Preferably, the method of the second aspect of the invention further comprises the step of applying a counter layer or balancing layer at the surface of the possible substrate opposite the printed paper layer.
Preferably the mutual adherence of the plate-shaped substrate, the possible counter layer and the possible transparent or translucent layer is obtained in one and the same press treatment. According to the most preferred embodiment of the second aspect, these steps are taken up in a DPL process.
According to the most important example of the invention, a standard printing paper, like the one used for rotogravure, having a weight between 60 and 90 grams per square meter is provided with an inkjet receiver coating in accordance with the first aspect, and is printed with a wood pattern using a digital inkjet printer with aqueous pigmented inks, also in accordance with the first aspect. Subsequently the printed paper layer is provided with melamine resin by means of a standard impregnation channel; namely by means of roller, immersion, jetting and/or spraying equipment. The resin provided paper layer is then dried until a residual humidity of less than 10%, preferably about 7%, is reached. A stack is formed of a resin provided counter layer, a plate shaped substrate, the printed resin provided paper layer and a resin provided paper layer forming a so-called overlay. The stack is then pressed during less than 30 seconds at a temperature of about 180-210°C and a pressure of more than 20 bar, for example 38 bar. While pressing the surface of the stack contacts a structured press element, such as a structured press plate, and a relief is formed in the top layer of the obtained laminate panel. Possibly the obtained relief can be formed in register with the printed pattern of the resin provided paper layer.
It is further clear that the decorative paper layer of the first aspect is suitable for use as a decor paper in a method for manufacturing floor panels, furniture panels, ceiling panels and/or wall panels, more particularly in accordance with the DPL method therefor.
It is clear that decorative paper layers mentioned above may have to be divided for obtaining their respective final dimensions. The panels obtained by means of a DPL press treatment or similar are preferably sawn or otherwise divided. Other treatments of the obtained panels are of course not excluded.
It is further clear that the further application of the decorative paper layers is preferably through a DPL press treatment. However, several alternative applications may be practiced as well. For example, such paper layer, preferably after having been printed, may be glued to a substrate, and finished by means of an acidly curing, a UV curing or an electron beam curing transparent lacquer.
Here below the invention is further elucidated by means of an example, without limiting character.
A base paper layer having a weight of 70 grams per square meter is provided with an inkjet receiver coating at a dry rate of 2,52 grams per square meter, wherein the inkjet receiver coating essentially comprises crosslinked polyvinyl alcohol at a rate of 0,42 grams per square meter, particles of precipitated silica at a rate of 1 gram per square meter, calciumchloride at a rate of 1 gram per square meter and other additives at a rate of 0,1 gram per square meter. The particles of precipitated silica had a d50 value of 5.3 micrometer, a d10 of 3 micrometer and a d90 of 10 micrometer, as measured according to EN 13320, namely by a dynamic light scattering technique using a laser having an emission wavelength of 632.8 nm and measured under a scattering angle of 90 degrees. This coated paper is labelled as Paper A.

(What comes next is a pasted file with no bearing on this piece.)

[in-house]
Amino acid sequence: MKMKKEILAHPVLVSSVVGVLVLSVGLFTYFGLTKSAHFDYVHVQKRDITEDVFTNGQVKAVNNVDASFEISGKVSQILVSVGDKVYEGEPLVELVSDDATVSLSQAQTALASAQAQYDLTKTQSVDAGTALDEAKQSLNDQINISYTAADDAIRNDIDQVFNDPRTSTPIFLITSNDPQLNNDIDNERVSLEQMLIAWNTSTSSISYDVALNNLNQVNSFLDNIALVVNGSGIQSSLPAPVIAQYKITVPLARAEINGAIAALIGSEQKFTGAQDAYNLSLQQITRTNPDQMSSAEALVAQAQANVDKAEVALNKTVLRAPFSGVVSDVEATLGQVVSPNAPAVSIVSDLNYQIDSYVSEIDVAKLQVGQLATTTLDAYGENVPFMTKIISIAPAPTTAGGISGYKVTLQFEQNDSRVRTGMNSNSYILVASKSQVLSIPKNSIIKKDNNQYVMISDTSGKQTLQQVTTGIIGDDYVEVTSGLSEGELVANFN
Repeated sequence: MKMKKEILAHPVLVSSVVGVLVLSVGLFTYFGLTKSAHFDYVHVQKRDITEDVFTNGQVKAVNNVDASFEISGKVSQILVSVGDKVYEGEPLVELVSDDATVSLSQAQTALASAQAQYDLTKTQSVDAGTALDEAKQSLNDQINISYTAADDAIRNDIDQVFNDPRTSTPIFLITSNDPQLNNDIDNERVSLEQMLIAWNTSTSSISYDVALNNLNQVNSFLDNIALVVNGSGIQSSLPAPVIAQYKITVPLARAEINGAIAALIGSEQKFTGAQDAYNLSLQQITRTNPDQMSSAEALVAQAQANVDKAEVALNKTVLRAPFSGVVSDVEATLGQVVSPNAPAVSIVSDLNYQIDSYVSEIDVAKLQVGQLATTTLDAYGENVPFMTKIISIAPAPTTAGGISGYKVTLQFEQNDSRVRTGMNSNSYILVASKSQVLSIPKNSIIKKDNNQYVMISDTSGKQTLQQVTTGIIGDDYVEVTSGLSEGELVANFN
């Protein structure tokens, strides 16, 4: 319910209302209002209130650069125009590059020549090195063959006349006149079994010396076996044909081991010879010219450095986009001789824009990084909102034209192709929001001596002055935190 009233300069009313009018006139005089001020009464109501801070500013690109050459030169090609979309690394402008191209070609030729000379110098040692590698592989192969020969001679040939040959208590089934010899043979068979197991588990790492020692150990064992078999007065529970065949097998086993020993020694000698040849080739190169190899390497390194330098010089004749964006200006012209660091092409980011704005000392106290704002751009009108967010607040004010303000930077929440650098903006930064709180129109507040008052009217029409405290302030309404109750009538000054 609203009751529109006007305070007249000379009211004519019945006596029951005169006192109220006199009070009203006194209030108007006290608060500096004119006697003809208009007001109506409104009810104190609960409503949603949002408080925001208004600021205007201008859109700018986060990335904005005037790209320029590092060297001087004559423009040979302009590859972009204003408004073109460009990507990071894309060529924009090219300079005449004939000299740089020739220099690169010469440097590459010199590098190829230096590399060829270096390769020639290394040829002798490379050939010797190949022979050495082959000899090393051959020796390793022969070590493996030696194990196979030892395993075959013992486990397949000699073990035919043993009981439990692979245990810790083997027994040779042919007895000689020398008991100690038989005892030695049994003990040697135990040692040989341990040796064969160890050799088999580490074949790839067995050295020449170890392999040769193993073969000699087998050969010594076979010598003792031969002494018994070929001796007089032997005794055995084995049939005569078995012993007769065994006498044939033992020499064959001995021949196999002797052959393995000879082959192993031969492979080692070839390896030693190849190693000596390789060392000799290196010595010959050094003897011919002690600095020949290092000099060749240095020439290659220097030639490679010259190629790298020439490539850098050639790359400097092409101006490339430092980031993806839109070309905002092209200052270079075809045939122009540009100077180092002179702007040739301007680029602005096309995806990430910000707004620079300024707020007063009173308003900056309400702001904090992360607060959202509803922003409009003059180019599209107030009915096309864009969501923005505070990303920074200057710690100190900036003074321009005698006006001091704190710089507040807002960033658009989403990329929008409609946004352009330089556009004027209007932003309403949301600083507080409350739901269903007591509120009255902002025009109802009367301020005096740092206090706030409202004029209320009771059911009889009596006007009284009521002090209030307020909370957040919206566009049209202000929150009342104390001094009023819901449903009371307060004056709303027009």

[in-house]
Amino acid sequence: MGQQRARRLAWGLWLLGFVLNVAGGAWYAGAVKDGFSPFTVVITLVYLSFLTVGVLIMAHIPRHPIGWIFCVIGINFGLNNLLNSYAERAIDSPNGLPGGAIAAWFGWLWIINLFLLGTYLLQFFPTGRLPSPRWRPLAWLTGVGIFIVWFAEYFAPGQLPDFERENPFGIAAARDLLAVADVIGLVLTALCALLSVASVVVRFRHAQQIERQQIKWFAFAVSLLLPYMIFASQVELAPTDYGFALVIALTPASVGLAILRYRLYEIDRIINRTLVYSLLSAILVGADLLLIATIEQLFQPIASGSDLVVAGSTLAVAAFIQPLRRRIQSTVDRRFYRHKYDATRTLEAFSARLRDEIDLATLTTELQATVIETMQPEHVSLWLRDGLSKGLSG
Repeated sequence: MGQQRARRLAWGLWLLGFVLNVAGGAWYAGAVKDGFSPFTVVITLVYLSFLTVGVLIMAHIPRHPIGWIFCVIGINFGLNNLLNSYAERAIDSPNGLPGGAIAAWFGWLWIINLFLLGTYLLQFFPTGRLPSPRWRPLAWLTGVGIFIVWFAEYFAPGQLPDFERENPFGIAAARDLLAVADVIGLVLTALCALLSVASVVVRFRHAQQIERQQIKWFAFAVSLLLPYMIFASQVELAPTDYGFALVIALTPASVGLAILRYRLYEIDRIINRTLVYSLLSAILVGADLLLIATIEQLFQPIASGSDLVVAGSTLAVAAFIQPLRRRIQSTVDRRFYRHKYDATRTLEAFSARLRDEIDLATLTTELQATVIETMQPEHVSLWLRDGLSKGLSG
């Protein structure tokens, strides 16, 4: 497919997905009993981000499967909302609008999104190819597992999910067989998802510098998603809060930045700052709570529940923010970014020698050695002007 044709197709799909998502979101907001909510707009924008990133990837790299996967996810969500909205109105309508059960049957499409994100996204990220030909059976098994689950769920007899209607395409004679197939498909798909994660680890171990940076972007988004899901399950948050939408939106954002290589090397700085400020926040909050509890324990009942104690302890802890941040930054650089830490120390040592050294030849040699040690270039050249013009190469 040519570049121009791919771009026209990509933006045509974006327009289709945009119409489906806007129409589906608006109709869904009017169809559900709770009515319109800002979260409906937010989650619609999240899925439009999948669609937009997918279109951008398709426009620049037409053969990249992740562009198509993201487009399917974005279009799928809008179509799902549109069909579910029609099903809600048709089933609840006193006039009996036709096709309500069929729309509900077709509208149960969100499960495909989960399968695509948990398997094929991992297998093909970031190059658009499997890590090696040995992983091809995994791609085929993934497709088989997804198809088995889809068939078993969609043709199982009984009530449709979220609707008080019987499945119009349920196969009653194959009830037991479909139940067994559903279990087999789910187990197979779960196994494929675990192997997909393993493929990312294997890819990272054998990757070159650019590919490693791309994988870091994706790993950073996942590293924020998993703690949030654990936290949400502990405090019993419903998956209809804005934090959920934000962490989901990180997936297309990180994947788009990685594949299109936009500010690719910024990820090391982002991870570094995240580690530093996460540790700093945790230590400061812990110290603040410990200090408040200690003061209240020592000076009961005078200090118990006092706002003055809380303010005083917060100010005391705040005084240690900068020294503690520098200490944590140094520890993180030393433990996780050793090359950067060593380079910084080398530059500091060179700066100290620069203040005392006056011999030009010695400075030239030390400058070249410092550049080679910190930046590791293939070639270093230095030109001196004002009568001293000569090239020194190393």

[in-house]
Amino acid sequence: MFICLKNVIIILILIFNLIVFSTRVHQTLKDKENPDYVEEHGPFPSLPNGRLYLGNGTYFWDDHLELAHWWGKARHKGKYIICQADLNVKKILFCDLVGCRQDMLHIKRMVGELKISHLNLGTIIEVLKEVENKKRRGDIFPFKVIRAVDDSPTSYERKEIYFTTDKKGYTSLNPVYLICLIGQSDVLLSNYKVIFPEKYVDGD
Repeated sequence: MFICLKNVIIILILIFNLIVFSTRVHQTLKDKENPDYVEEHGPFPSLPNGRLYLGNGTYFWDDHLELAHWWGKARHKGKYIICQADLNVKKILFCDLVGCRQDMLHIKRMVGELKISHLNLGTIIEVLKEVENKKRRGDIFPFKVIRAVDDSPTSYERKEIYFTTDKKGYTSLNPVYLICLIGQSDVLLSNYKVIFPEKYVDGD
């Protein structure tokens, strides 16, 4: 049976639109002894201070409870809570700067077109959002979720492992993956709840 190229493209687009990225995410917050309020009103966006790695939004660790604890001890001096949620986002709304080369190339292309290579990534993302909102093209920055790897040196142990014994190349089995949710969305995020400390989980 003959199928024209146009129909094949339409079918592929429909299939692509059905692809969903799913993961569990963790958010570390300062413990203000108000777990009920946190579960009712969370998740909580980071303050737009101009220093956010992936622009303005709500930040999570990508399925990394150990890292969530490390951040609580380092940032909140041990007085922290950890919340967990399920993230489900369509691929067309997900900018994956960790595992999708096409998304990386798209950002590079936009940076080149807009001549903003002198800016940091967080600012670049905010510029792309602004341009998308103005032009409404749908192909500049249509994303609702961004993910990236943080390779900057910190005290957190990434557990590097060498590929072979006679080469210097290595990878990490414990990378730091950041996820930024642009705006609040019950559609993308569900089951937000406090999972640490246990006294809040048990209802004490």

A premetered application method was used to apply ink on the thus treated paper, as well as on a commercially available inkjet quality paper (Paper B) that comprises fumed silica particles with a particle size d90 smaller than 500 nanometers. The applied ink coatings where then analysed by a Byk Spectro guide to measure the L, a and b value.
Then the OD (optical density) value was measured with a spectrophotometer. The obtained coated papers were then impregnated with melamine resin and hot pressed together with a melamine impregnated alphacellulose paper (overlay) to an MDF board material. The adhesion or lamination strength is evaluated by a cross-cut test according to ISO2409:1992(E). Paints. International standard. 1992-08-15. The cuts and cross-cuts are made in the surface of the obtained laminate in a lattice with a spacing of 1 mm between cuts and using a weight of 600 g, in combination with a Tesa tape TM 4104 PVC tape. The evaluation of the adhesion was performed in accordance with the below table.
|The edges of the cuts are completely smooth: none of the squares of the lattice is detached (=perfect adhesion).
|Detachment of small flakes of the coating at the intersections of the cuts. A cross-cut area not greater than 5% is affected.
|The coating has flaked along the edges and/or at the intersections of the cuts. A cross-cut area greater than 5%, but not significantly greater than 15%, is affected.
|The coating has flaked along the edges of the cuts partly or wholly in large ribbons, and/or it has flaked partly or wholly on different parts of the squares. A cross-cut area significantly greater than 15%, but not significantly greater than 35%, is affected.
|The coating has flaked along the edges of the cuts in large ribbons, and/or some of the squares has detached partly or wholly. A cross-cut area significantly greater than 35%, but not significantly greater than 65%, is affected.
|Any degree of flaking that cannot even be classified by classification 4.
Herein, an evaluation value below 2 is desired. The obtained results are listed in the below table, where it can be seen that the combination of a relatively large ink pigment with a still larger silica particle in the inkjet receiver coating gives the best results, ie a combination of acceptable adhesion and a high color density.